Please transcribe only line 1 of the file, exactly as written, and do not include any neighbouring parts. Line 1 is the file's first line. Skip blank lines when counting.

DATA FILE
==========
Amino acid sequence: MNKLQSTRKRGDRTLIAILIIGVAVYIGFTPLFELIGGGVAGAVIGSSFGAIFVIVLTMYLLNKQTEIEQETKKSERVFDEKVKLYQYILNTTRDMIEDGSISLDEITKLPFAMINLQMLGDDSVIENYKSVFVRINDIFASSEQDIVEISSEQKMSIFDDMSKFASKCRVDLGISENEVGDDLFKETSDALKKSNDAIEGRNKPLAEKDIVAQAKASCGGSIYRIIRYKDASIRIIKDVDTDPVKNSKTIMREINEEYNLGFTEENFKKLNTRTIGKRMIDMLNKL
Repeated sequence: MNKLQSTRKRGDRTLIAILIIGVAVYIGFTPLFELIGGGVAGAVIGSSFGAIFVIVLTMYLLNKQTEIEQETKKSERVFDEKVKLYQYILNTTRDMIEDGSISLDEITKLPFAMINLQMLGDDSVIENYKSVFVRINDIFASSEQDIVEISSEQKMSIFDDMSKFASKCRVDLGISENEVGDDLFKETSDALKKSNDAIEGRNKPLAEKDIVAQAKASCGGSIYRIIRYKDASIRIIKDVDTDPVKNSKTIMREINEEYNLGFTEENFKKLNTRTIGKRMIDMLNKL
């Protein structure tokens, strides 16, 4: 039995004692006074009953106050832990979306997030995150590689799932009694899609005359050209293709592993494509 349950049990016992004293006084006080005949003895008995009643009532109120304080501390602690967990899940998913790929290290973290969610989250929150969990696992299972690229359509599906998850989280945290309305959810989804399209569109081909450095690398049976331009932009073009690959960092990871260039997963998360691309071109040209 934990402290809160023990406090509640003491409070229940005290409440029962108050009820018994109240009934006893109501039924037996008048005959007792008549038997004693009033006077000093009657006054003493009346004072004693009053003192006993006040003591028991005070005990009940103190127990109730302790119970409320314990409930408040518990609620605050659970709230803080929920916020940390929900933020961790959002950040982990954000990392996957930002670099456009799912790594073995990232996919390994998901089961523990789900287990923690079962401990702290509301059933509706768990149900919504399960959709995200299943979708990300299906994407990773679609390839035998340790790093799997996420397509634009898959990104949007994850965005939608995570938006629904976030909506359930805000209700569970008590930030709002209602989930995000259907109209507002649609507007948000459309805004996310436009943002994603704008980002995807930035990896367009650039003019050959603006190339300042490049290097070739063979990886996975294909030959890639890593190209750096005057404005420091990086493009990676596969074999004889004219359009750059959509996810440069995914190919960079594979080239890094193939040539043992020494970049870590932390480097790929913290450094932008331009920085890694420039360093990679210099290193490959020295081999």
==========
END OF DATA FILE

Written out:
Amino acid sequence: MNKLQSTRKRGDRTLIAILIIGVAVYIGFTPLFELIGGGVAGAVIGSSFGAIFVIVLTMYLLNKQTEIEQETKKSERVFDEKVKLYQYILNTTRDMIEDGSISLDEITKLPFAMINLQMLGDDSVIENYKSVFVRINDIFASSEQDIVEISSEQKMSIFDDMSKFASKCRVDLGISENEVGDDLFKETSDALKKSNDAIEGRNKPLAEKDIVAQAKASCGGSIYRIIRYKDASIRIIKDVDTDPVKNSKTIMREINEEYNLGFTEENFKKLNTRTIGKRMIDMLNKL